By Kristine Guerra
The Washington Post
Convicted mass murderer and cult leader Charles Manson is seriously ill and has been taken to a California hospital, according to media reports.
Two people familiar with the situation, who declined to be named, confirmed Manson’s hospitalization to the Los Angeles Times. TMZ reported on Tuesday afternoon that Manson, 82, was taken to Bakersfield hospital where he was rushed to the emergency room for gastrointestinal issues.
Citing a person who requested anonymity, the Bakersfield Californian reported that Manson, who is being held at Corcoran State Prison, about 60 miles outside Bakersfield, was signed in as “Joe Doe” when he arrived at Mercy Hospital’s location in downtown Bakersfield. Three prison vans were parked outside the hospital late Tuesday night, the Associated Press reported.
Terry Thornton, a spokeswoman for the California Department of Corrections and Rehabilitation, said in an email to The Washington Post that federal and state medical privacy laws prevent her from commenting on an inmate’s health. She, however, confirmed that Manson is alive.
Manson is serving life in prison for orchestrating the 1969 massacres of seven people, including actress Sharon Tate. His devout four followers, Susan Atkins, Patricia Krenwinkel, Leslie Van Houten and Charles “Tex” Watson also were convicted. All were sentenced to death, but were later spared execution when the U.S. Supreme Court temporarily banned the death penalty in 1972.
Tate, who was 8 1/2 months pregnant, was murdered along with four other people on Aug. 9, 1969 at her hilltop home in Beverly Hills, Calif. Supermarket executive Leno LaBianca and his wife, Rosemary, were killed the following night at their home in the Los Feliz neighborhood in Los Angeles.
Manson had gathered a group of runaways at a Los Angeles ranch, where he proclaimed himself a Messiah leading them to a life fueled by drugs. Prosecutors said that he and his followers were trying to start a race war and believed it was foretold in the Beatles song “Helter Skelter.”
Manson has sought freedom and been denied 12 times. His next parole hearing isn’t until 2027.
In late December, Krenwinkel sought parole after already being denied 13 times, the AP reported. State parole officials postponed a decision to give themselves time to research if Krenwinkel meets the criteria for having battered women’s syndrome. The Los Angeles Times reported that Krenwinkel’s attorney made new claims that she had been abused by Mason.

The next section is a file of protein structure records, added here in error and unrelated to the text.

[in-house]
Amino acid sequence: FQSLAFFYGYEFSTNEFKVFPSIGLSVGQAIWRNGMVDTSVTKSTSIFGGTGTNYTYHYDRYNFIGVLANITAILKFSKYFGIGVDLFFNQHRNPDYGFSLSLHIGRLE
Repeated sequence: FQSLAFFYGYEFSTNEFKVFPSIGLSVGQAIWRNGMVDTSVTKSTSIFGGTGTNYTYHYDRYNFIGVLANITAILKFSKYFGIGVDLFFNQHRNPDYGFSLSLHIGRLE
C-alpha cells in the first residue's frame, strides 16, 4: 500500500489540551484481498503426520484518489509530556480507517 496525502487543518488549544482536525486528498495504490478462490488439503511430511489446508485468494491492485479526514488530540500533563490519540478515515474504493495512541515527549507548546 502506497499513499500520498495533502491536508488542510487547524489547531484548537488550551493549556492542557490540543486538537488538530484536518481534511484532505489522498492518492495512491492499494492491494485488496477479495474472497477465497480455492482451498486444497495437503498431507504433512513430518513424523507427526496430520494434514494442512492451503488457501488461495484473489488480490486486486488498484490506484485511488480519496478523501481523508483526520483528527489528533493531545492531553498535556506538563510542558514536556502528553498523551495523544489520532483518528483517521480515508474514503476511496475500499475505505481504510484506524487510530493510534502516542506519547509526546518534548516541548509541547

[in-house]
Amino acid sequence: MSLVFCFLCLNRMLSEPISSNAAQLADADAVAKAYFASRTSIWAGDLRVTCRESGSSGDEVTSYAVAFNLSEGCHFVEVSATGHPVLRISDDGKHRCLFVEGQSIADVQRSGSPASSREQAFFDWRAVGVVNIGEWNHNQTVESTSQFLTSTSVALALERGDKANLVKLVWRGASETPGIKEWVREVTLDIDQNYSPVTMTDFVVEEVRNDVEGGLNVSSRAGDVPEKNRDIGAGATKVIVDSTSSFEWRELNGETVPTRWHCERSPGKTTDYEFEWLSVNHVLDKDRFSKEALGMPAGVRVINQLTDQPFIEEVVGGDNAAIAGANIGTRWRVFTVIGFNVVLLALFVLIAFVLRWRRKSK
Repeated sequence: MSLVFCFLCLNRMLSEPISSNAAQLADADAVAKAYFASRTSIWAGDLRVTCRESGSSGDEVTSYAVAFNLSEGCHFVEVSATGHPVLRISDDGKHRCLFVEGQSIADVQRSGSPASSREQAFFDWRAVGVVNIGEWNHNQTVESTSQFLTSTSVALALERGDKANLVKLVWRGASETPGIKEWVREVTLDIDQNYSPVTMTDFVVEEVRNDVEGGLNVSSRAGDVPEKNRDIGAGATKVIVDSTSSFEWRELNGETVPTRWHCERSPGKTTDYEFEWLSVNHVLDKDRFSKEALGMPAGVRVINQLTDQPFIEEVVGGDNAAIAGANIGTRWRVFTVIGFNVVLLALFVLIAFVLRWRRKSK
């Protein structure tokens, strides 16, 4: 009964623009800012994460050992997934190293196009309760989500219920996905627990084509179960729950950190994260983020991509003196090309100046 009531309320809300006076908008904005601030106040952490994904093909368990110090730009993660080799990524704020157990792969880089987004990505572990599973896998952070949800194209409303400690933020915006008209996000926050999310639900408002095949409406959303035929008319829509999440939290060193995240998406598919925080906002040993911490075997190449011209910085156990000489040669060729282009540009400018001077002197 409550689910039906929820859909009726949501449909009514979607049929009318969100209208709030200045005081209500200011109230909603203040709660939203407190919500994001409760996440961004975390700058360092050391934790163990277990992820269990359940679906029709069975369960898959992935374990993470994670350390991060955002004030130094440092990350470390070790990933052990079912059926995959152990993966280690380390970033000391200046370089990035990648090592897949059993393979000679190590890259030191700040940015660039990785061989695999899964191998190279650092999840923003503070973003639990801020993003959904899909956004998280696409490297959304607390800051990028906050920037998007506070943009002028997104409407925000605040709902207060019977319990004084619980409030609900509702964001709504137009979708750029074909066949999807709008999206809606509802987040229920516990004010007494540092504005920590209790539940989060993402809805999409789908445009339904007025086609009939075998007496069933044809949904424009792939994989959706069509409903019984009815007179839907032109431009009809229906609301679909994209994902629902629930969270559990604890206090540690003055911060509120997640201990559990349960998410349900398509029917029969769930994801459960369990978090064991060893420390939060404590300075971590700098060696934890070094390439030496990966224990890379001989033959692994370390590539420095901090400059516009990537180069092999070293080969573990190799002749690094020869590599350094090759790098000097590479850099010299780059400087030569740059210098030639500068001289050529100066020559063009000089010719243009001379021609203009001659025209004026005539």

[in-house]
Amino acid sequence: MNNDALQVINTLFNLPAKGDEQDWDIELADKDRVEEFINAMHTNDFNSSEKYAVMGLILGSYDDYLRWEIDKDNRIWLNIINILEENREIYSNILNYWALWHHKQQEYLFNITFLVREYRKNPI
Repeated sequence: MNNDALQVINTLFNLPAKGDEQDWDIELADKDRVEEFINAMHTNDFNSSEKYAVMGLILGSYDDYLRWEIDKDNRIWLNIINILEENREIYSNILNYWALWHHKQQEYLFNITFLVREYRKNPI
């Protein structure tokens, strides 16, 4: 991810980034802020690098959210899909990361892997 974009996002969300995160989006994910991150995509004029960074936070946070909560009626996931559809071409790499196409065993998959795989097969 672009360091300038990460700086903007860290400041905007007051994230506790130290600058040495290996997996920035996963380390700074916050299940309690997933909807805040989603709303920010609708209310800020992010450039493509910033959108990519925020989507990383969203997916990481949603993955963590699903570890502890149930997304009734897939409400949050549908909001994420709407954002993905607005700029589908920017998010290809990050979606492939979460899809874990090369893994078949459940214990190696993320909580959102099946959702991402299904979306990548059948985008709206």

In an op-ed published Wednesday in the Los Angeles Times, Debra Tate, Sharon Tate’s sister, said Krenwinkel — “and all members of the Manson family” — should not be set free. Postponing a decision on Krenwinkel’s petition to conduct further investigation “is a colossal waste of tax dollars” and “a travesty of justice,” she said.
“Look up the word ‘sociopath.’ You will see there is no cure for this affliction. There is no medication, no programming that can relieve it,” Debra Tate wrote.
Van Houten was approved for parole early last year after being denied 19 times. Her attorney, Richard Pfeiffer, told the Los Angeles Times that 18 psychiatrists who have evaluated her for three decades found her suitable for parole. Gov. Jerry Brown rejected the parole board’s recommendation, and Van Houten remains in prison.
Atkins, who said on the witness stand that she was “stoned on acid” when she stabbed Tate to death, died in 2009. The 61-year-old had brain cancer.
Watson, Manson’s self-described right-hand man, was denied parole for the 17th time in October, the Los Angeles Times reported.
Around the mid-2000s, the elderly Manson and a 17-year-old began communicating. In 2014, Manson and then 26-year-old Afton Elaine Burton, who’d moved from Illinois to California to be closer to Manson, applied for a marriage license. But the license expired, and the two never wed.
“I love him,” Burton told the AP in 2014. “I’m with him. There’s all kinds of things.”